where R1 and R2 are the intensity reflection coefficient from the facets (calculated by Fresnel relations) and the optical phase is δ = 2πn(λ)L cos(Ɵ)/λ for a layer with thickness L. It is clear that unlike absorption spectroscopy, which measures the attenuation directly, the interference described in Eq. (1) has a crucial impact on the reflected spectra. Generalizing Eq. (1) to the case of semi-absorbing material, for example, a nonvolatile liquid over a glass window, ceramic tile, metallic surface, or other casual flat surfaces, results in the following equation:

R=R1R2eαLcosθ2+4R1R2eαLcosθsin2δ21R1R2eαLcosθ2+4R1R2eαLcosθsin2δ2E2

where α is the attenuation coefficient defined as 4πk(λ)/λ (λ is the wavelength, and k(λ) is the imaginary part of the refractive index), thus, the reflected spectrum is affected heavily by the layer thickness, as seen in Figure 3, showing the absorption of Polymethyl Methacrylate (PMMA) layer, and reflected spectrum from different layers of it. The inset of the figure shows the absorption coefficient, measured with ATR. The figure shows reflectance measurements of three different spin-coated layers of PMMA, measured with a spectrally scanning laser, according to the set-up depicted in Figure 1. The measured spectra cannot be precisely associated with the absorption coefficient, from the reasons described above (Eq. (2)). Significant differences between the three layers can be seen as the peak’s location are shifts and change their shape. This figure accentuates the resulted differences of reflected spectra from the same material with different morphology (i.e., layer thickness). The thickness differences are just a few microns (layers thicknesses are 16, 20, 27 μm), indicated by low correlations of the measured signatures, as shown in the table given in the below figure.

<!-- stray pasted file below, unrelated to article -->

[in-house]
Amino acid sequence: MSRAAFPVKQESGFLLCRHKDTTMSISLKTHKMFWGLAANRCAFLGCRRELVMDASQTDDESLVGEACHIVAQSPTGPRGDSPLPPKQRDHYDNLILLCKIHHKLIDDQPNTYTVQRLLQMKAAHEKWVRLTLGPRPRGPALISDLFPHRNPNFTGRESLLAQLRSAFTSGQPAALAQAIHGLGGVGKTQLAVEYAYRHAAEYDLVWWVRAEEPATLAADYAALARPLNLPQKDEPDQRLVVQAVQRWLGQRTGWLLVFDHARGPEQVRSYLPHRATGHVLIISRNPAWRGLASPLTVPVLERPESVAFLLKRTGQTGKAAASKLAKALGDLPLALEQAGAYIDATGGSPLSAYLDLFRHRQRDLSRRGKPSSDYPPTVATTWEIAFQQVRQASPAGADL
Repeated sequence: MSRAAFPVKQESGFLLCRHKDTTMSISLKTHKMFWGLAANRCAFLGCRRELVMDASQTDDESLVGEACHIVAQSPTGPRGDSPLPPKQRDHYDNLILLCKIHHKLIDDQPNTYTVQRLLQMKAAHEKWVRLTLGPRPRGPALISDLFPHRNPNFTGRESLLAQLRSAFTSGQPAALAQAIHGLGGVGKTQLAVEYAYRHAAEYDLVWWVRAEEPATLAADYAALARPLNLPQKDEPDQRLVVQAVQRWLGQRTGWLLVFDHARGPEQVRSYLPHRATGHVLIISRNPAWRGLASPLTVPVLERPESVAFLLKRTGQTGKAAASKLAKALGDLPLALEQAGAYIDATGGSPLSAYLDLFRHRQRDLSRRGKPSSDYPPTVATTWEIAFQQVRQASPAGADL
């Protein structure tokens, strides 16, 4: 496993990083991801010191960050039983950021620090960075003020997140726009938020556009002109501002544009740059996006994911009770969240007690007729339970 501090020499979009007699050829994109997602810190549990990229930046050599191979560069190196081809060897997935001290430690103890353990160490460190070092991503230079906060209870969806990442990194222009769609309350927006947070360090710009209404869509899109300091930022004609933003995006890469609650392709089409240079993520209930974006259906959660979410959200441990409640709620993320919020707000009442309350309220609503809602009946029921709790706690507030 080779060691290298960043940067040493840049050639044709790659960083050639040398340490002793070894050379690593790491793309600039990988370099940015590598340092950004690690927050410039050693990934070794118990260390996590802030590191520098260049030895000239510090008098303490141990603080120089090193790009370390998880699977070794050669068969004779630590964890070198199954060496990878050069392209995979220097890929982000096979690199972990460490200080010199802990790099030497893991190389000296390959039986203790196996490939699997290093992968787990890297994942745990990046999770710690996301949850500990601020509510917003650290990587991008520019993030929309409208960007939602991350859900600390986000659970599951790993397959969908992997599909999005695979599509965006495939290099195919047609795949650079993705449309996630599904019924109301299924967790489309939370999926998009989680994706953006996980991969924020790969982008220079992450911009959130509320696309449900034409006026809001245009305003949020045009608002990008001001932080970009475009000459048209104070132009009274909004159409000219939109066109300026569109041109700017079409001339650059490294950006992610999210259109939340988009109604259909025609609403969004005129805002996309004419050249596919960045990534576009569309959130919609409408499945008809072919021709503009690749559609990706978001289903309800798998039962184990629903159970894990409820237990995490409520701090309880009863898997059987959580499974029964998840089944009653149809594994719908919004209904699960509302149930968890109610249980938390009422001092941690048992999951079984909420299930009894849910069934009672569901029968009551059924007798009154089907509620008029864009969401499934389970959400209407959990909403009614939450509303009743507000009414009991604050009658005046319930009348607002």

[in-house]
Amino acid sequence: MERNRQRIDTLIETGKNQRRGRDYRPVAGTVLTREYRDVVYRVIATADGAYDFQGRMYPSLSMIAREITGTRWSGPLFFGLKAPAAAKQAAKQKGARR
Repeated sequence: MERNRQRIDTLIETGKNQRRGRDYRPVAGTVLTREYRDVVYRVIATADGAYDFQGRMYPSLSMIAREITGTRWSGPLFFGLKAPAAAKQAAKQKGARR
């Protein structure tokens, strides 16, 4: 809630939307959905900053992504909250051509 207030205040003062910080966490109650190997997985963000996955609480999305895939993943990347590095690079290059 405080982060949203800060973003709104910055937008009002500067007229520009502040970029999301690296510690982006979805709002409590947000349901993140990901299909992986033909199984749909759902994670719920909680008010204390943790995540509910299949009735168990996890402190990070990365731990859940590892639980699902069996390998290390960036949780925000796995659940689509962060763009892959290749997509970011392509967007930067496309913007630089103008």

Figure 3.

Reflected spectra of PMMA layers. The inset depicts the absorption coefficient, and the three curves of the figure represent the reflected intensity from three different uniform layers. The table represents the correlation coefficients between the layers.

2.2 Uniform layers: experimental implementation